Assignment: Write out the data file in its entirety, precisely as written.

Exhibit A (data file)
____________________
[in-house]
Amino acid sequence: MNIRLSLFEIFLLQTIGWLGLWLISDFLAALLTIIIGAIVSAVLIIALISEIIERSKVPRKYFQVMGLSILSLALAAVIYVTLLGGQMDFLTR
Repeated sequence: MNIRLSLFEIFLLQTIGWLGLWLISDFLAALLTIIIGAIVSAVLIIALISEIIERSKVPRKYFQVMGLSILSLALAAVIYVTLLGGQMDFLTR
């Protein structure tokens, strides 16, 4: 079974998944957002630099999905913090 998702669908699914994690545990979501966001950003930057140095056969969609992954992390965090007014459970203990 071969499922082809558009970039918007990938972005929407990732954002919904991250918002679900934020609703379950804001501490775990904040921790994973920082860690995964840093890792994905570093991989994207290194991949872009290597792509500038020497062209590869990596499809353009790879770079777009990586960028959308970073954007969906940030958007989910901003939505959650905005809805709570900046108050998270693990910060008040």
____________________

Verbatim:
[in-house]
Amino acid sequence: MNIRLSLFEIFLLQTIGWLGLWLISDFLAALLTIIIGAIVSAVLIIALISEIIERSKVPRKYFQVMGLSILSLALAAVIYVTLLGGQMDFLTR
Repeated sequence: MNIRLSLFEIFLLQTIGWLGLWLISDFLAALLTIIIGAIVSAVLIIALISEIIERSKVPRKYFQVMGLSILSLALAAVIYVTLLGGQMDFLTR
């Protein structure tokens, strides 16, 4: 079974998944957002630099999905913090 998702669908699914994690545990979501966001950003930057140095056969969609992954992390965090007014459970203990 071969499922082809558009970039918007990938972005929407990732954002919904991250918002679900934020609703379950804001501490775990904040921790994973920082860690995964840093890792994905570093991989994207290194991949872009290597792509500038020497062209590869990596499809353009790879770079777009990586960028959308970073954007969906940030958007989910901003939505959650905005809805709570900046108050998270693990910060008040």